What Easter Means to Me
Easter is one of those holidays that, ever since its initial ‘catching-on’, has really become a cohesive amalgam of far too many things that lead it further and further away from its ‘true meaning’: Jellybeans. You see, Easter has the misfortune of falling during the ‘Spring’, and therefore has taken on the guise of that Pagan ritualistic celebration as well. Because as we all know, part of the Pagan rites of Spring is to litter the earth with plastic grass and prance around in chick and bunny costumes filling all the good little boys and girls baskets with Dollar Store trinkets. It’s steeped in a rich tradition, you cheeky naysayers. Ah, but there’s one more element that has, of late, taken a more back seat position in this clamoring for holiday supremacy, and his name is Jesus Christ. And I bet he’s not happy.
Poor Jesus. His life was a raw deal from the get go. Born on December 25th, did some stuff as a kid (that part’s a little hazy), and then began making miracles like they were going out of style. You see, as the Son of God you have every right to turn water into wine, heal the lame, prance across large bodies of water, create never ending food supplies from a halibut and a croissant… in fact, it’s kind of expected of you. I mean after all, Jesus didn’t parade around with a big wooden sign proclaiming himself the Messiah, that would have been silly. However, what he did do caught the eyes of those Government types who were none too keen on his pandering and good-deed-doing. And so, as in typical Government bureaucratic fashion, they killed him. Ah but if it was anything Jesus was at heart, it was a top notch sight-gag comedian. For after they crucified him and had his body removed and en-caved (with a giant boulder even! Like shackles on Houdini) he escaped and ascended to Heaven. Ta da! -Hey, I’m a Christian (and a damn good one) and I find no reason why humor can’t get a mix in once in a while.- And this, children, is Easter. Well, Easter to the Christians, at any rate.
See what I forgot to mention was that strewn all around the front of the cave in which our hero was entombed were a variety of differently colored eggs. No, seriously. Devout Christian believers (the bad guys at that point, in other words) would sneak out to the cave boulder and offer up gaudy hard-boiled eggs as a proof to their ever-living dedication to their Lord and Saviour. Okay, well maybe the Bible doesn’t specifically mention this part, but I can see no other reason why we do this on Easter. Even the Pagans shrug and shake their heads in confusion and they’re the ones who readily sever goat heads and dance nude under full moons.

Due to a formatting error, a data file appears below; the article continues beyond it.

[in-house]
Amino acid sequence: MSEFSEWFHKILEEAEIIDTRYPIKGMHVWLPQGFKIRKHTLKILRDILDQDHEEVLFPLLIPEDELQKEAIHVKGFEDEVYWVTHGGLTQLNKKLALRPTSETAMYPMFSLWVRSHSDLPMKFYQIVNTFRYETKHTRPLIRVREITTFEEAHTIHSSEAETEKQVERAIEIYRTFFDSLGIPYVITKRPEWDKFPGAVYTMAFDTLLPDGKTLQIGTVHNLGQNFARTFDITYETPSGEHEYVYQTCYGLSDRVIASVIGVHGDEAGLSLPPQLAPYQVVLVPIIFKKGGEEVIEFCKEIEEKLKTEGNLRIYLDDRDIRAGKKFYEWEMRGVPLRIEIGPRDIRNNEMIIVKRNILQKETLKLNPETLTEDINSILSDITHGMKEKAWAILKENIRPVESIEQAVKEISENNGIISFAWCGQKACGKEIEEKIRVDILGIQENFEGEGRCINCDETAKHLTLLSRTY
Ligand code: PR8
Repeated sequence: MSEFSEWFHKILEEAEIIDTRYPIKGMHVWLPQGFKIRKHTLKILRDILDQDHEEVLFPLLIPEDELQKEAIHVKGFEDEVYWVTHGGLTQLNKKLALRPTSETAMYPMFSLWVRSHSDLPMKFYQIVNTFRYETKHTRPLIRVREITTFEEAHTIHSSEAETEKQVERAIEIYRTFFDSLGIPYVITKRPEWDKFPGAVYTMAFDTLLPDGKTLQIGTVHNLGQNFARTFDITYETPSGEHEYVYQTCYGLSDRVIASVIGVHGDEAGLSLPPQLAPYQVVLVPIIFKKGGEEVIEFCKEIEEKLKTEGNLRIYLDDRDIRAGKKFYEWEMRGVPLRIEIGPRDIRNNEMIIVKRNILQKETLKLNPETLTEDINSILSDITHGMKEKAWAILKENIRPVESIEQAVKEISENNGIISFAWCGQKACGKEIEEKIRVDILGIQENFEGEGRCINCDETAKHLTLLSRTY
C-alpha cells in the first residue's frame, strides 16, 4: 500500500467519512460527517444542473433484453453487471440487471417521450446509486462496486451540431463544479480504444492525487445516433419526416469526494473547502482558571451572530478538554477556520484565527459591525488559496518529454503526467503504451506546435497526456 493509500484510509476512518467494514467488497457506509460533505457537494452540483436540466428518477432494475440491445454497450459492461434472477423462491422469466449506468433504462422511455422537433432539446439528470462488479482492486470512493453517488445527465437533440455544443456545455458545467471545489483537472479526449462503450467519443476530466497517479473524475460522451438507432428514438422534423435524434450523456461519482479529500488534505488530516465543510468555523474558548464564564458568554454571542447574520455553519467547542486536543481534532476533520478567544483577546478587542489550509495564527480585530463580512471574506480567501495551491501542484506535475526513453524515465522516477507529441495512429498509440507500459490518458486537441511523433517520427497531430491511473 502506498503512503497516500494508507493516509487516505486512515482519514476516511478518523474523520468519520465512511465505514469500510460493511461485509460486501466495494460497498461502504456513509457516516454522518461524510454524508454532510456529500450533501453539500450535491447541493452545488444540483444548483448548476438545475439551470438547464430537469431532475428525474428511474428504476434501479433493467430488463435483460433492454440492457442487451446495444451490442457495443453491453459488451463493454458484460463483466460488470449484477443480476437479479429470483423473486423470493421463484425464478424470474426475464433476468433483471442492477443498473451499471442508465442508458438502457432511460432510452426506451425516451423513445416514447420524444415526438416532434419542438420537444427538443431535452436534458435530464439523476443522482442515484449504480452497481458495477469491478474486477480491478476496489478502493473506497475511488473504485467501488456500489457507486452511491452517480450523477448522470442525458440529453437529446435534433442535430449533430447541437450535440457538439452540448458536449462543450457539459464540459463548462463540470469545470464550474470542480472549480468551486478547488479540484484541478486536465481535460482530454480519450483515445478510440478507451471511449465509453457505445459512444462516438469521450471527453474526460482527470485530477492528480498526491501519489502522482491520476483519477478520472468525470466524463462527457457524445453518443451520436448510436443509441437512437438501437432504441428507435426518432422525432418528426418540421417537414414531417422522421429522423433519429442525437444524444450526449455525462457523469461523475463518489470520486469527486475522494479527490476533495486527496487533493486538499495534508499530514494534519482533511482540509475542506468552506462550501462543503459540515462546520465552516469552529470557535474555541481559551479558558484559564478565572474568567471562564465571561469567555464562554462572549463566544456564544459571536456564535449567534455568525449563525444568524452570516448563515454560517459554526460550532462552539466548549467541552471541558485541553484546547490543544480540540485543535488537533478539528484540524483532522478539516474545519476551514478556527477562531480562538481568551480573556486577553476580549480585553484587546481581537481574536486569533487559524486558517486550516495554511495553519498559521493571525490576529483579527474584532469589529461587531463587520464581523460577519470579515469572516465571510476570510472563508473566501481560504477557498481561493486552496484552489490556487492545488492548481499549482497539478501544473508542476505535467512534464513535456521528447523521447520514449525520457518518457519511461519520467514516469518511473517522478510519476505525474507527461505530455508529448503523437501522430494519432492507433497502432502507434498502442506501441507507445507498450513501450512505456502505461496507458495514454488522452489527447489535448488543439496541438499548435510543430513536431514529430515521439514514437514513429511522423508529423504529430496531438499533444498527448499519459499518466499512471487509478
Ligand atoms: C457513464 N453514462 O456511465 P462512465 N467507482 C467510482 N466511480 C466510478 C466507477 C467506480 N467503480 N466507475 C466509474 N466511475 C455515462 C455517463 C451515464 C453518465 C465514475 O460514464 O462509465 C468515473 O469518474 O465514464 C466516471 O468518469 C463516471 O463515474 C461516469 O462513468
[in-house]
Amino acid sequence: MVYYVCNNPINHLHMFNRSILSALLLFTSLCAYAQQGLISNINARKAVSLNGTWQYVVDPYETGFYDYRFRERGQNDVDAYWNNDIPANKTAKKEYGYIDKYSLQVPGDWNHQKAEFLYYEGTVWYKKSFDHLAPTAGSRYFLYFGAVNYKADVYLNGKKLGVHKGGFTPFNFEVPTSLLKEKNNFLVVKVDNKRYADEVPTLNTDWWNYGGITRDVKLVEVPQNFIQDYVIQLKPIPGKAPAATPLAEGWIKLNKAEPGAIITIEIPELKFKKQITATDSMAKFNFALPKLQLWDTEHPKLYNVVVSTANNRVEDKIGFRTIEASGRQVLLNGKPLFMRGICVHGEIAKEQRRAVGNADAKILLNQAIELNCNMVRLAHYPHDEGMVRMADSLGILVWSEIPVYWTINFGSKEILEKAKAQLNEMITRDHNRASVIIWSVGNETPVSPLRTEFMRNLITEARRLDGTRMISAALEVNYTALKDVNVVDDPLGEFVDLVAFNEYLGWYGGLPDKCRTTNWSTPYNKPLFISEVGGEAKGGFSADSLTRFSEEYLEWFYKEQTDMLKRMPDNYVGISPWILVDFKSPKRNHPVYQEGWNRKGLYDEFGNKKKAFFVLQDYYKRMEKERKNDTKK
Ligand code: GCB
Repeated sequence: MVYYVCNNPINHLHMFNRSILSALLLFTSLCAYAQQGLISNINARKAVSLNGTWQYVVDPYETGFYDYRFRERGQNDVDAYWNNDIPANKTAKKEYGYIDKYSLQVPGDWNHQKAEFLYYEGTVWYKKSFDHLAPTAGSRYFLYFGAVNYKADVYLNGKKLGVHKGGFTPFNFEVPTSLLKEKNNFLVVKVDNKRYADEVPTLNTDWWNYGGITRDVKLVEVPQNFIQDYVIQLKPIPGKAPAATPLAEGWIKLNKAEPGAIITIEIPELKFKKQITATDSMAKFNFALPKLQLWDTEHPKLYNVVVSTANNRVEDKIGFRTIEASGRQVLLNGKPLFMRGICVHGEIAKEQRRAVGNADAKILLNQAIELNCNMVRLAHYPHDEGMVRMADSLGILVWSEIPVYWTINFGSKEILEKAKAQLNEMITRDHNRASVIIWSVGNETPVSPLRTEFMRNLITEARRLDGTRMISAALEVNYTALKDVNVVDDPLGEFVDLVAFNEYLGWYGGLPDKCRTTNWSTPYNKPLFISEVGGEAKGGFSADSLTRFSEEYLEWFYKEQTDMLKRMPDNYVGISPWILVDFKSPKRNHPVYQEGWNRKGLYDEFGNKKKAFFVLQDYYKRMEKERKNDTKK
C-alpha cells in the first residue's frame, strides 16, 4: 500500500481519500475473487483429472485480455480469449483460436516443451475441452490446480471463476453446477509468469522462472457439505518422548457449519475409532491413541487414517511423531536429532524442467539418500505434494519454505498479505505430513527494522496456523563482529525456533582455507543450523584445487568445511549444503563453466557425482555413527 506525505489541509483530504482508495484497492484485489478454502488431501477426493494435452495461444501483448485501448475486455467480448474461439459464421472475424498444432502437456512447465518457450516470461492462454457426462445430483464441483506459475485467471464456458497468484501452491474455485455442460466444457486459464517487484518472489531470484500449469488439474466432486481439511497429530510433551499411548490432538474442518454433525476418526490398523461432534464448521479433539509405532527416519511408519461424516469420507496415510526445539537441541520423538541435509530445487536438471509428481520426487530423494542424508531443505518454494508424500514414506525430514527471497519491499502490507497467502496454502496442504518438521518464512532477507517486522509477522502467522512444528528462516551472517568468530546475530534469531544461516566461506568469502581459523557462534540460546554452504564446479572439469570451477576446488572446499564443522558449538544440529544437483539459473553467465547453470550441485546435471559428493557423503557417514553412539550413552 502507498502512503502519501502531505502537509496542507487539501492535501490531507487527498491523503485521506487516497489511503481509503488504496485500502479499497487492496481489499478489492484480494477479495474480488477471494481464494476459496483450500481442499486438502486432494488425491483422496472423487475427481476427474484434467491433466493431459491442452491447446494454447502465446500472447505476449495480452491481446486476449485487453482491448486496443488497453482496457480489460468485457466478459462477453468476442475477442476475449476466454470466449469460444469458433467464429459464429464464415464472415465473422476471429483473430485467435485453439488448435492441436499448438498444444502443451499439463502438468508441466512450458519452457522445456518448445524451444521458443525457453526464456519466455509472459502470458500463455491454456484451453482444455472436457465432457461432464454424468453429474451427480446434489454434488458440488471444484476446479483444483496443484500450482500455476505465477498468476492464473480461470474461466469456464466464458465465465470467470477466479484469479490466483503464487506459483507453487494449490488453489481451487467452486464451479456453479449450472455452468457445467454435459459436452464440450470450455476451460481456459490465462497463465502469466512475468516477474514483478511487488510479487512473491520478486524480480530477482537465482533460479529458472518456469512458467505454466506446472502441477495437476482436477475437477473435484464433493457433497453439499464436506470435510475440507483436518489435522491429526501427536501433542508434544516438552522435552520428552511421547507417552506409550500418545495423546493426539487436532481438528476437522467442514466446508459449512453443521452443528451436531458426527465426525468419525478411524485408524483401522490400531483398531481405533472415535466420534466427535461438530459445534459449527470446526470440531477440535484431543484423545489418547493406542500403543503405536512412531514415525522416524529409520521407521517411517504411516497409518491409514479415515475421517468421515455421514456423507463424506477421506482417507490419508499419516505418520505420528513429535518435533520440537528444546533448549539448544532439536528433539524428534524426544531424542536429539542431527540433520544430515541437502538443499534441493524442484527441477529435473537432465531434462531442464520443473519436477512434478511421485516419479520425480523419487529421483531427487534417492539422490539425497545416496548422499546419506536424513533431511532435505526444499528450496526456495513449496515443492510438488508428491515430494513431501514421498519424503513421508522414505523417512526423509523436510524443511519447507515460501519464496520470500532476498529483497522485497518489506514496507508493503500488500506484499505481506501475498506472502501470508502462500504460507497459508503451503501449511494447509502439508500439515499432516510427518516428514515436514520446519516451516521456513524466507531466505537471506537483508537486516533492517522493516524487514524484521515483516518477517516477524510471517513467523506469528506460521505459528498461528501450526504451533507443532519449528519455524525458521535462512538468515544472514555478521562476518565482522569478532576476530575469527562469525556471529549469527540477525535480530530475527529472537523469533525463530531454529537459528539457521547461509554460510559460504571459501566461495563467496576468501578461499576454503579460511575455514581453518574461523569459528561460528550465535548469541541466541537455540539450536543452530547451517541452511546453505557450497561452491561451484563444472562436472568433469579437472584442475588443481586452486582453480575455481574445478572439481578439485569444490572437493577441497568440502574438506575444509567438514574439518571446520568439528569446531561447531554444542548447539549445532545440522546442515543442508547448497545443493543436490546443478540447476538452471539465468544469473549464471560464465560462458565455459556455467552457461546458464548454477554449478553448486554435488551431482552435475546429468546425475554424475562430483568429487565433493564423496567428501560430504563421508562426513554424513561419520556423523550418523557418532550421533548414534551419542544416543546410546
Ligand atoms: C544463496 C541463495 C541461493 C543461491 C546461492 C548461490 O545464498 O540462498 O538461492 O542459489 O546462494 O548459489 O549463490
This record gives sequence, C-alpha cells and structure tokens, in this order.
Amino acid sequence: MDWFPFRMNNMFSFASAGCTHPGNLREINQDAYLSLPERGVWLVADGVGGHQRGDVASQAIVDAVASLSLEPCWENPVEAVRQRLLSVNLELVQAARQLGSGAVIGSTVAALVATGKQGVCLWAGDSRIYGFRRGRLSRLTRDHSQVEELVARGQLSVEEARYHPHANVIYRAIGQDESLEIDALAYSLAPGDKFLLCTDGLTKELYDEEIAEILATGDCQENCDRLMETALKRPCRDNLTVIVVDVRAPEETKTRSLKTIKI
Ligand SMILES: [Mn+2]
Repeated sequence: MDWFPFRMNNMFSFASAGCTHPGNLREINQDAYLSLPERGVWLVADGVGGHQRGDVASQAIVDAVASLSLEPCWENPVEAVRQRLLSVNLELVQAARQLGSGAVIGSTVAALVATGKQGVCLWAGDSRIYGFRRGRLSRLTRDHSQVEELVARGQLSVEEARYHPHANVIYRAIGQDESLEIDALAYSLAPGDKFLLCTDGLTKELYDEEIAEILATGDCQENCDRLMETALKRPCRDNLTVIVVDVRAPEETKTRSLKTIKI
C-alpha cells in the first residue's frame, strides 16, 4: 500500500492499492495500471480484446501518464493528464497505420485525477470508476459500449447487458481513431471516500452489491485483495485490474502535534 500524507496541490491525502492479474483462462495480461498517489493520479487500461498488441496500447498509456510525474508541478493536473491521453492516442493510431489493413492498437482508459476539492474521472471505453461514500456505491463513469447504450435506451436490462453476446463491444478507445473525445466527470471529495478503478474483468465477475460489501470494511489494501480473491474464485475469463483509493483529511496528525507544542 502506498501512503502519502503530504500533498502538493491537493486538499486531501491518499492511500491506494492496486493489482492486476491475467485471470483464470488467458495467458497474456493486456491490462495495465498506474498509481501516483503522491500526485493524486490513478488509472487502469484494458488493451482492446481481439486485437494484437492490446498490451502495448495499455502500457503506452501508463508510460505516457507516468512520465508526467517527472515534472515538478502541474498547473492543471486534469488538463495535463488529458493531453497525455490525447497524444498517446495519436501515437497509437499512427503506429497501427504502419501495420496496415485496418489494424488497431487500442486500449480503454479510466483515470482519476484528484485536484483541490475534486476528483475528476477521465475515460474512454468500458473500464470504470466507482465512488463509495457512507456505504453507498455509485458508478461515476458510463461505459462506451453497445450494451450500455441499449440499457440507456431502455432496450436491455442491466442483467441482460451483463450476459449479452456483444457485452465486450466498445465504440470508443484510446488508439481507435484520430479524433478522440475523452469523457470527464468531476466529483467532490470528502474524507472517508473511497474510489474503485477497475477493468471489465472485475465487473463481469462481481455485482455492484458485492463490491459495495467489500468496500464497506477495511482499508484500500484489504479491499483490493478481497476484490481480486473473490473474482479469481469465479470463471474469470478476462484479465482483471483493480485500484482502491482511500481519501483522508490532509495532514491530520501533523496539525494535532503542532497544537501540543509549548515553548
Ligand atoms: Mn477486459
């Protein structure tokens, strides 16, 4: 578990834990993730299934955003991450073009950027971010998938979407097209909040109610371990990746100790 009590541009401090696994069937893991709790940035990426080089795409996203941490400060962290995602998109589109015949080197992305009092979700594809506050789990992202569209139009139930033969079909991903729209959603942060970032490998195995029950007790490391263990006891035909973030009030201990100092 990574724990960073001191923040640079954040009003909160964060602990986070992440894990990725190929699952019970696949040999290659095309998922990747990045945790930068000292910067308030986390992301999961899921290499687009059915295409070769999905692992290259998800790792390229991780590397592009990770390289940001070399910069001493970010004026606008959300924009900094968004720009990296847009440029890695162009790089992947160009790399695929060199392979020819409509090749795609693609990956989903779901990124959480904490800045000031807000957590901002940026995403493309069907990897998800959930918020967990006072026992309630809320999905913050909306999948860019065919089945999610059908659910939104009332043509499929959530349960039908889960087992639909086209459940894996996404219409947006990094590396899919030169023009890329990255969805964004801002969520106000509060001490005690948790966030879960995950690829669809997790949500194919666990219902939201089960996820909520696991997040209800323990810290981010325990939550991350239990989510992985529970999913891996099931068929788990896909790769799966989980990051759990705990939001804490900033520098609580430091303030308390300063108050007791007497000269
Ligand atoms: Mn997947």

So, what does Easter mean to me? Sadly, it means about as much to me as it’s opposite-year counterpart, Christmas: just not as much as it could. Don’t get me wrong, if the underlying theme was to be ‘all about family’, well, then that’s definitely something. But, beyond that, it’s still about, unfortunately, jellybeans. Growing up Methodist we attended church relatively regularly so it wasn’t like I was giving lip service to the Lord by just going on Christmas and Easter, but the fact still remained that we always had an egg hunt on the church grounds. What the hell? Pandering to the youth by offering up sleight of hand while Jesus waved from the left but the allure and excitement of plastic ovum packed with candy and nickels rattled sexily from the other. Egg’s 1 – Jesus 0. Sad really. Jesus (in the eyes of us Christian types) suffered, horribly, and died, on purpose, so we could be cleansed of our repetitive and awful sins. Jesus didn’t die so we could inundate the date with a thousand different chocolate bunny varieties and more jellybeans than you can shake a crook at. But, the fact still remains, it’s how I was raised and it’s how we do it with our kids. All I can hope for is, on that faithful day when I do finally come face to face with Jesus, he just finds this tragedy as comedic as I do. And maybe offers me jellybeans.
PS- I hope this didn’t sound too preachy. I don’t attend church anymore because I hate huge, conglomerate religious buildings. But I think God forgives me for that. How do I know? Because I can practically guarantee He didn’t need the millions of dollars it took to build them, that’s why.
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